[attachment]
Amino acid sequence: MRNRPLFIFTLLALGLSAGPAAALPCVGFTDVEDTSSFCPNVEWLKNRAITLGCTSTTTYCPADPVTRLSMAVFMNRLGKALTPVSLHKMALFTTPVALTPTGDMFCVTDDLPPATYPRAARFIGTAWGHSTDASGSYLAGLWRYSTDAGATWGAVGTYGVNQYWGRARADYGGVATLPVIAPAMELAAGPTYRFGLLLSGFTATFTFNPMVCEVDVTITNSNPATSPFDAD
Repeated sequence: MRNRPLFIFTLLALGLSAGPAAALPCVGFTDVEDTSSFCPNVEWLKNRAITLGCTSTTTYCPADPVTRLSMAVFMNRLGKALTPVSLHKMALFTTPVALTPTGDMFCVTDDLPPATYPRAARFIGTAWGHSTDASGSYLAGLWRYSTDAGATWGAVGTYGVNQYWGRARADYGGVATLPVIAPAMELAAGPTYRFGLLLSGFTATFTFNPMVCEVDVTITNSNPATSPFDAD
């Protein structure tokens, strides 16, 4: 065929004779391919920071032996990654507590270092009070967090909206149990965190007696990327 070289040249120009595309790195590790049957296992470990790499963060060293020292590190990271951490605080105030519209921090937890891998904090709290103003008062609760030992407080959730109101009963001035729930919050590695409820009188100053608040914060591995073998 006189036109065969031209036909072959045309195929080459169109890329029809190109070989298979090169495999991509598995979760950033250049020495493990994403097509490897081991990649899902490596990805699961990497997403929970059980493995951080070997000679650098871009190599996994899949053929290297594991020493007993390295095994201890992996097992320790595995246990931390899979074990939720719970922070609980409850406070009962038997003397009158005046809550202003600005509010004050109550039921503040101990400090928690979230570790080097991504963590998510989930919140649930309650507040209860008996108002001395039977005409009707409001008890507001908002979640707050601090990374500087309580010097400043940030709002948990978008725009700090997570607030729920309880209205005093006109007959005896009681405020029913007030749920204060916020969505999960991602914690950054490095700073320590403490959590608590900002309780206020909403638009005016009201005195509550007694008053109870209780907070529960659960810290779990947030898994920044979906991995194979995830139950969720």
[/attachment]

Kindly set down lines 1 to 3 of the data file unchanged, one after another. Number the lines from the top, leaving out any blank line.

Amino acid sequence: MRNRPLFIFTLLALGLSAGPAAALPCVGFTDVEDTSSFCPNVEWLKNRAITLGCTSTTTYCPADPVTRLSMAVFMNRLGKALTPVSLHKMALFTTPVALTPTGDMFCVTDDLPPATYPRAARFIGTAWGHSTDASGSYLAGLWRYSTDAGATWGAVGTYGVNQYWGRARADYGGVATLPVIAPAMELAAGPTYRFGLLLSGFTATFTFNPMVCEVDVTITNSNPATSPFDAD
Repeated sequence: MRNRPLFIFTLLALGLSAGPAAALPCVGFTDVEDTSSFCPNVEWLKNRAITLGCTSTTTYCPADPVTRLSMAVFMNRLGKALTPVSLHKMALFTTPVALTPTGDMFCVTDDLPPATYPRAARFIGTAWGHSTDASGSYLAGLWRYSTDAGATWGAVGTYGVNQYWGRARADYGGVATLPVIAPAMELAAGPTYRFGLLLSGFTATFTFNPMVCEVDVTITNSNPATSPFDAD
């Protein structure tokens, strides 16, 4: 065929004779391919920071032996990654507590270092009070967090909206149990965190007696990327 070289040249120009595309790195590790049957296992470990790499963060060293020292590190990271951490605080105030519209921090937890891998904090709290103003008062609760030992407080959730109101009963001035729930919050590695409820009188100053608040914060591995073998 006189036109065969031209036909072959045309195929080459169109890329029809190109070989298979090169495999991509598995979760950033250049020495493990994403097509490897081991990649899902490596990805699961990497997403929970059980493995951080070997000679650098871009190599996994899949053929290297594991020493007993390295095994201890992996097992320790595995246990931390899979074990939720719970922070609980409850406070009962038997003397009158005046809550202003600005509010004050109550039921503040101990400090928690979230570790080097991504963590998510989930919140649930309650507040209860008996108002001395039977005409009707409001008890507001908002979640707050601090990374500087309580010097400043940030709002948990978008725009700090997570607030729920309880209205005093006109007959005896009681405020029913007030749920204060916020969505999960991602914690950054490095700073320590403490959590608590900002309780206020909403638009005016009201005195509550007694008053109870209780907070529960659960810290779990947030898994920044979906991995194979995830139950969720």